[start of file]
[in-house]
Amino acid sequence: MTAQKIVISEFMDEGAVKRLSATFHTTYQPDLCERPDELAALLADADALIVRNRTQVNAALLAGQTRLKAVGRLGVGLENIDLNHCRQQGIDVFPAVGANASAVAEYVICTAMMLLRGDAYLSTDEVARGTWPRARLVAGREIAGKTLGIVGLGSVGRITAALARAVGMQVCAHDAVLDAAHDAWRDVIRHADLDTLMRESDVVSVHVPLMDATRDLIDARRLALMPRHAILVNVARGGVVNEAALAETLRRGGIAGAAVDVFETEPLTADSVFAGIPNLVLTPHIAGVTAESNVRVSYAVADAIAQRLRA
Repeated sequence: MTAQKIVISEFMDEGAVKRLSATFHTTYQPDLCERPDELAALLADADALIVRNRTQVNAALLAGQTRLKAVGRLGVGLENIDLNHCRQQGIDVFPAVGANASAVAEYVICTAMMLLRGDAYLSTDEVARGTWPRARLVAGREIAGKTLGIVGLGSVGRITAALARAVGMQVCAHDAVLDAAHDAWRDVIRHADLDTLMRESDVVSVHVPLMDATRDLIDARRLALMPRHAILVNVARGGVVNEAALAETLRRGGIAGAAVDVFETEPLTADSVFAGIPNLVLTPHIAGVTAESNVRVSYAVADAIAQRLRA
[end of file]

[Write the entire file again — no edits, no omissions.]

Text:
[in-house]
Amino acid sequence: MTAQKIVISEFMDEGAVKRLSATFHTTYQPDLCERPDELAALLADADALIVRNRTQVNAALLAGQTRLKAVGRLGVGLENIDLNHCRQQGIDVFPAVGANASAVAEYVICTAMMLLRGDAYLSTDEVARGTWPRARLVAGREIAGKTLGIVGLGSVGRITAALARAVGMQVCAHDAVLDAAHDAWRDVIRHADLDTLMRESDVVSVHVPLMDATRDLIDARRLALMPRHAILVNVARGGVVNEAALAETLRRGGIAGAAVDVFETEPLTADSVFAGIPNLVLTPHIAGVTAESNVRVSYAVADAIAQRLRA
Repeated sequence: MTAQKIVISEFMDEGAVKRLSATFHTTYQPDLCERPDELAALLADADALIVRNRTQVNAALLAGQTRLKAVGRLGVGLENIDLNHCRQQGIDVFPAVGANASAVAEYVICTAMMLLRGDAYLSTDEVARGTWPRARLVAGREIAGKTLGIVGLGSVGRITAALARAVGMQVCAHDAVLDAAHDAWRDVIRHADLDTLMRESDVVSVHVPLMDATRDLIDARRLALMPRHAILVNVARGGVVNEAALAETLRRGGIAGAAVDVFETEPLTADSVFAGIPNLVLTPHIAGVTAESNVRVSYAVADAIAQRLRA